Tag Archives: Samual Adams

Bill Lockwood: The Evil of Socialism

by Bill Lockwood

Socialism in its original form was defined as “government ownership of the means of production.” This is why the Soviet Union confiscated all business, factories, and farms while murdering millions of dissenters and resistors in the process.  However, aside from that classical definition, socialism has always referred to the redistribution of income and properties in the pursuit of equality—whether through the progressive income tax or various institutions of the welfare state.

Our Founding Fathers were well aware of socialistic redistribution and the collectivist drift toward the left by growing government. They all warned against it as an evil that burdens society. Samuel Adams, for example, pointed out that the founders had done everything in their power to make socialism unconstitutional.

The Utopian schemes of leveling [re-distribution of wealth] and a community of goods [central ownership of the means of production and distribution], are as visionary and impractical as those which vest all property in the Crown. [These ideas] are arbitrary, despotic, and, in our government, unconstitutional.

Thomas Jefferson warned against our modern welfare state. “If we can prevent the government from wasting the labors of the people, under the pretense of taking care of them, they must become happy.” Jefferson rightly pointed out the immorality of it simply in the fact that it is unjust for one generation to pass on the results of its extravagance in the form of debt to the next generation. Our current debt of about $20 trillion is almost entirely owing to our socialistic quagmire of government taking care of people.

Jefferson added, “…we shall all consider ourselves unauthorized to saddle posterity with our debts, and morally bound to pay them ourselves; and consequently within what may be deemed the period of a generation, or the life [expectancy] of the majority.” Plainly, to pass on debt to the next generation, which is part and parcel of socialism, is itself immoral.

In Jefferson’s second inaugural address in 1805, he observed that the redistribution of wealth was a violation of the basic and fundamental right of mankind. “Our wish … is that the public efforts may be directed honestly to the public good,…equality of rights maintained, and that state of property, equal or unequal, which results to every man from his own industry or that of his fathers.”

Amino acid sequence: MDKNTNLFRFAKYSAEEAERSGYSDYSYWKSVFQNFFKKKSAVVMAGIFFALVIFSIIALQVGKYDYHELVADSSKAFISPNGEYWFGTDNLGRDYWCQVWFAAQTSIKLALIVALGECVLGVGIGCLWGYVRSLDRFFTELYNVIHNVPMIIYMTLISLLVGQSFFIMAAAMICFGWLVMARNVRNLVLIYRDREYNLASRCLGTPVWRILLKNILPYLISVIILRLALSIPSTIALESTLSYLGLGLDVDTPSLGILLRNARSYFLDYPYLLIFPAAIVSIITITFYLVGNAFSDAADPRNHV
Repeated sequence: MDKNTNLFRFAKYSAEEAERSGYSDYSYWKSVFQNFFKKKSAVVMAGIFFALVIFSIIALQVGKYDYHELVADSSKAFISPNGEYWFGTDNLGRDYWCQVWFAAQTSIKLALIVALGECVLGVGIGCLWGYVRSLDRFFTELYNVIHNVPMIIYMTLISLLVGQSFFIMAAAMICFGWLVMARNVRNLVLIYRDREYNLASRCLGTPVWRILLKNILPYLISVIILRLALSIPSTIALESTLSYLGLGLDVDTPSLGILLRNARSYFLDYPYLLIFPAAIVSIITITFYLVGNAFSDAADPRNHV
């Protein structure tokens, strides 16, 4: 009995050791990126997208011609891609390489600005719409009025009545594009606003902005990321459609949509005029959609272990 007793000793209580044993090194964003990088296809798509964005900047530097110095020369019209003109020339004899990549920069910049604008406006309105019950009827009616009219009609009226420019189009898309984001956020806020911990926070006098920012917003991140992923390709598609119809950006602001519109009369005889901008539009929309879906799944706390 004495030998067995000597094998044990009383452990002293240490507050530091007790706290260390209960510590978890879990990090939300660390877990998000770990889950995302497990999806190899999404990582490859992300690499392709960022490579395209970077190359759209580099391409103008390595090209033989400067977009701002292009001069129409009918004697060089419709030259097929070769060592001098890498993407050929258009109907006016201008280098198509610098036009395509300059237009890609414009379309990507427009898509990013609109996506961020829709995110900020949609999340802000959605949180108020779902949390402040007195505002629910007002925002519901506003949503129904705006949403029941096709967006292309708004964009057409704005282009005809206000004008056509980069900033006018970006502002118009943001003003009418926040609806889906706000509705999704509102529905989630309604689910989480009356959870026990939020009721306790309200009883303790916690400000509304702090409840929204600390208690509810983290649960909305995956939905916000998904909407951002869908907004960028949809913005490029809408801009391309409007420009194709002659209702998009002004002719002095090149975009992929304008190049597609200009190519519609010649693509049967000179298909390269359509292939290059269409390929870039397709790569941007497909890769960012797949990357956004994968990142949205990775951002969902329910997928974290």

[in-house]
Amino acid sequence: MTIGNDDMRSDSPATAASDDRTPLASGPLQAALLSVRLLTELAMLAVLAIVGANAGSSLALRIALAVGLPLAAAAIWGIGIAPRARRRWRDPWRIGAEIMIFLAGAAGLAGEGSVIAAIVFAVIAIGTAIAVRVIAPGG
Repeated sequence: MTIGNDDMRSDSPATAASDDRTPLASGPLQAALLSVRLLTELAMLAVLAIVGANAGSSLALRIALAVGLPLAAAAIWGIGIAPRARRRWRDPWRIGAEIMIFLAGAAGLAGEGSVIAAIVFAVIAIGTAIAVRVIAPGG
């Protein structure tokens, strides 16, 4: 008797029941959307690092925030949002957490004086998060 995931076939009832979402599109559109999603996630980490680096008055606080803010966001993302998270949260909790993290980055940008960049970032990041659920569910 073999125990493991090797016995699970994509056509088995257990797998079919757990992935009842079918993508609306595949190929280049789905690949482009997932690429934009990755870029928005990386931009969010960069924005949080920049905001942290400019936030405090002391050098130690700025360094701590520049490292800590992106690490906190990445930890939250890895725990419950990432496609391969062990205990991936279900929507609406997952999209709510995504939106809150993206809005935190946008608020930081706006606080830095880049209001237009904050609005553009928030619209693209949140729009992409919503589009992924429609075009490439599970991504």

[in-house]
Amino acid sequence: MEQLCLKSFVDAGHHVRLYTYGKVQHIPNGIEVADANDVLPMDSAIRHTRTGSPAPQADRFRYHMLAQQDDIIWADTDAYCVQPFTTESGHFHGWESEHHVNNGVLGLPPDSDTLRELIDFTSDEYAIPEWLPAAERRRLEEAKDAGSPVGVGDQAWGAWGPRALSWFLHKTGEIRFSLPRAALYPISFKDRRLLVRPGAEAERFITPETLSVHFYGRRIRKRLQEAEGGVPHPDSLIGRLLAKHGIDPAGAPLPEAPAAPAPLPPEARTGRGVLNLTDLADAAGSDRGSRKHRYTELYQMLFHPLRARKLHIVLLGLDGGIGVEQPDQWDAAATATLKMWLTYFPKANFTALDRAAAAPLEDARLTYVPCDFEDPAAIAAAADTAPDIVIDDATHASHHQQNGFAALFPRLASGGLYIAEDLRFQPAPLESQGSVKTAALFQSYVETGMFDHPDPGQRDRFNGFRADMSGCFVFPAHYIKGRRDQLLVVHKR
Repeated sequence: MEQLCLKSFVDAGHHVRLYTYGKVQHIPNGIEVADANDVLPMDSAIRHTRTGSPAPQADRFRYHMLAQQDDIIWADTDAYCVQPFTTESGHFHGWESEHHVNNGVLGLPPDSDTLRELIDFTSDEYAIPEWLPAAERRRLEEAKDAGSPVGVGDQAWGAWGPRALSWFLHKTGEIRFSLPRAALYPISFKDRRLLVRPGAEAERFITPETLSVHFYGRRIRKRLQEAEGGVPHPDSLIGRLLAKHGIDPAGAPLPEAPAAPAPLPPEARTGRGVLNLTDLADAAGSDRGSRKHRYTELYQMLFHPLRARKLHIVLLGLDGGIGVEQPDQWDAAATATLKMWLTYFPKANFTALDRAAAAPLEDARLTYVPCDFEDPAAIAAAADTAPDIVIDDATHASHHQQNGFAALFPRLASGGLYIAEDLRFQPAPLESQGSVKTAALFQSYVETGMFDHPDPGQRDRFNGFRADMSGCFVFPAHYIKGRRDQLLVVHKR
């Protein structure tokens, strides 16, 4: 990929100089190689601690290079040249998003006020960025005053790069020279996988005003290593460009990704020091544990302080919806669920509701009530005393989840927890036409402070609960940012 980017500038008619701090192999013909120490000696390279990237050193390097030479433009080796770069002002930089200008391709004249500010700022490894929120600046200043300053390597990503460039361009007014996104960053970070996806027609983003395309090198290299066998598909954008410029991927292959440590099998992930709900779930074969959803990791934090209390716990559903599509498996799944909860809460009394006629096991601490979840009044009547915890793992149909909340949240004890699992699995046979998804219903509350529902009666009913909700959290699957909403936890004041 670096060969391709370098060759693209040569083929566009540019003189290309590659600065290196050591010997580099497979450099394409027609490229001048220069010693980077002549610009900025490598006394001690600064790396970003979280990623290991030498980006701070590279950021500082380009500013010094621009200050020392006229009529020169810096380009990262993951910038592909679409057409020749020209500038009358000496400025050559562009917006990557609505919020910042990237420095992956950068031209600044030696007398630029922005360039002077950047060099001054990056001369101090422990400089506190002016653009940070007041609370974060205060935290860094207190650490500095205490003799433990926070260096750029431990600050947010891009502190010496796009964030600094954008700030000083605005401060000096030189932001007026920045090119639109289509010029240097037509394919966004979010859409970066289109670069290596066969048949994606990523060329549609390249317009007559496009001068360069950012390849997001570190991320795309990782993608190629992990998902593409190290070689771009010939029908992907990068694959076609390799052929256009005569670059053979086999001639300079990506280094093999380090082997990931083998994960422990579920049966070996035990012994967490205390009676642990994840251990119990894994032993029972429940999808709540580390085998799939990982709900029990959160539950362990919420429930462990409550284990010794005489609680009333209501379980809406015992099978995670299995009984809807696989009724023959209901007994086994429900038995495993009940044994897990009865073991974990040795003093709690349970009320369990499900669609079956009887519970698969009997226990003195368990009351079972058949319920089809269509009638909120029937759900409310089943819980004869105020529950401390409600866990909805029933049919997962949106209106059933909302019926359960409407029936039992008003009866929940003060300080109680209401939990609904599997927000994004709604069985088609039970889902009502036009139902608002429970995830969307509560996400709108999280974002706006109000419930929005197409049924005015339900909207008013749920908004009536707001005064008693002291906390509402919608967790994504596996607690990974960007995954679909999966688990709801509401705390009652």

In other words, there never will be financial equality among members of a society because wealth and the accumulation of goods is the direct result of one’s own industry—or that of his fathers, as Jefferson put it.

He went on to point out that:

to take from one because it is thought that his own industry and that of his fathers has acquired too much, in order to spare to others who, or whose fathers, have not exercised equal industry and skill, is to violate arbitrarily the first principle of association—the guarantee to everyone of a free exercise of his industry, and the fruits acquired by it.

Such things as the income tax and the infamous “death tax” come to mind as examples of violations which the sage of Monticello had in mind.

Benjamin Franklin wrote on this topic at length. He told one of his friends in England why America would not adopt a welfare state. “I have long been of your opinion, that your legal provision for the poor is a very great evil, operating as it does to the encouragement of idleness. We have followed your example, and begin now to see our error, and I hope, shall reform it.”

A summary of Franklin’s views on welfare is as follows: (1) Compassion which gives a drunk the means to increase his drunkenness is counterproductive. (2) Compassion which breeds debilitating dependency and weakness is counterproductive. (3) Compassion which blunts the desire or necessity to work for a living is counterproductive. (4) Compassion which smothers the instinct to strive and excel is counterproductive.

Providing the means to increase immoral actions; breeding debilitating dependency; blunting the desire or necessity to work; smothering the instinct to excel—sadly, this is an apt description of America today. Such is the destructive nature of socialism. Franklin added:

To relieve the misfortunes of our fellow creatures is concurring with the Deity; it is godlike; but, if we provide encouragement for laziness, and supports for folly, may we not be found fighting against the order of God and Nature, which perhaps has appointed want and misery as the proper punishments for, and cautions against, as well as necessary consequences of, idleness and extravagance? Whenever we attempt to amend the scheme of Providence, and to interfere with the government of the world, we had need be very circumspect, lest we do more harm than good.

Would that America had paid closer attention, not only to the advice from our founders, but to the structure and prohibitions of the law of the land—the Constitution—which made wealth redistribution illegal. But who studies the Constitution today? Certainly very little in public schools, if at all. And who reads the founders any more?


2 W. Cleon Skousen’s summary in The Making of America, p. 219.

Freedom and Firearms

Freedom and Firearms– “…governing authorities therefore do not have any inherent right in themselves to rule the rest of us.”

by Bill Lockwood